Today's Top 20 Clinical Leadership & Infection Control Articles
  • Northwell nurse to receive Presidential Medal of Freedom

    Sandra Lindsay, RN, a nurse who made history as the first American vaccinated against COVID-19, will receive the Presidential Medal of Freedom, the White House said July 1.
  • US monkeypox cases rise to 460: 4 outbreak updates

    As of July 1, 460 cases of monkeypox have been confirmed across 31 states and Washington, D.C. That's up from 351 cases as of June 29. 
  • Disposable gowns may pose infection risk for healthcare staff

    Isolation gowns worn by healthcare staff may fall short of safety standards, leaving workers with a greater risk of infection, Scientific American published July 5.
  • Becker's 7th Annual Health IT + Digital Health + RCM Conference

    Sponsored
    Interested in joining over 2000+ health IT and revenue cycle executives this fall? Apply now to be a guest reviewer and attend the conference for free.
  • FDA plans to allow pig organ transplants in clinical trials

    The FDA is planning to allow clinical trials involving the transplantation of pig organs, The Wall Street Journal reported June 30. It's unclear when such trials could begin, according to a person familiar with the matter. 
  • Patient safety standards not always backed by strong evidence, Northwestern researchers find

    Of 20 actionable standards issued by The Joint Commission during a one-year period, only six were fully supported by cited references, according to a recent study led by researchers at Northwestern Medicine in Chicago. 
  • Maternal deaths rose dramatically during COVID-19: 3 study notes

    Maternal deaths in the U.S. rose 33 percent after the start of the COVID-19 pandemic in March 2020, according to a study published June 28 in JAMA Network Open.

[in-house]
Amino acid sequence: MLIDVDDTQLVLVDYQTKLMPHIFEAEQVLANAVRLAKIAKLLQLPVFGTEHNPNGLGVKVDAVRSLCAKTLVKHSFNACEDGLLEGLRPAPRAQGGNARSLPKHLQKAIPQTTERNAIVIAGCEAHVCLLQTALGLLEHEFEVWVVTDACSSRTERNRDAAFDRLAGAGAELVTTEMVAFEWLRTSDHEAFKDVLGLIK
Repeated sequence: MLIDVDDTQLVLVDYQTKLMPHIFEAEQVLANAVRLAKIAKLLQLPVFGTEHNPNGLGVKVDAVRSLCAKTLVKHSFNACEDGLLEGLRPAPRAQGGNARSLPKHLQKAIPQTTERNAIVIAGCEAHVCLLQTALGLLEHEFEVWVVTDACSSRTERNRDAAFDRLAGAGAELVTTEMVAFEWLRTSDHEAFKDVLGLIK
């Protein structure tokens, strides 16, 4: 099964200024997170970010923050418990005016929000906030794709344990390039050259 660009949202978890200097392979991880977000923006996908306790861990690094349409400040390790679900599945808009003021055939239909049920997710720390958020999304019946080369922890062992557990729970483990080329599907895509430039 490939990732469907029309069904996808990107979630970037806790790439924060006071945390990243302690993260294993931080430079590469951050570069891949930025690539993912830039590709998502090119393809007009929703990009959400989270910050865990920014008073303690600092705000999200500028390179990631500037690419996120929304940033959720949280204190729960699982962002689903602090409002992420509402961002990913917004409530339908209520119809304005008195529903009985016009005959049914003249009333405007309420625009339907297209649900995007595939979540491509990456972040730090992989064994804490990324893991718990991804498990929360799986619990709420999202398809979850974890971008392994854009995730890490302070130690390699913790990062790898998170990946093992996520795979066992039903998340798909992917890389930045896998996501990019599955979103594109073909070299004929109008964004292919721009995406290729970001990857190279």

• Has smell, taste returned for COVID-19 survivors? 2 latest findings

    Temporary loss of smell emerged as a common indicator of COVID-19 early in the pandemic. Research into the cause and treatment of the condition, known as anosmia, is ongoing, though recent studies have brought us one step closer to answers. 
  • What an increasingly anxious workforce means for patient care

    Whether a school in Uvalde, Texas, or a hospital campus in Tulsa, Okla., a recent series of violent events are constant reminders of the potential for what could unfold on healthcare workers' home campuses. The omnipresent anxiety over gun violence in the workplace — a possibility that increasingly seems more likely — has negative consequences for care delivery and the patient experience.
  • Police kill armed patient at Baylor Scott & White hospital

    Police fatally shot a patient in the emergency wing of Baylor Scott & White Medical Center–Irving on June 29 after he opened fire on officers, according to local news reports.
  • Ready your healthcare operations data for the next crisis

    Think back about data access and management in your hospital over the past two years: Was the fundamental information needed to run the organization—in other words, your healthcare operations data—accessible and accurate? Or was the pandemic a wake-up call to the need for better operational efficiencies?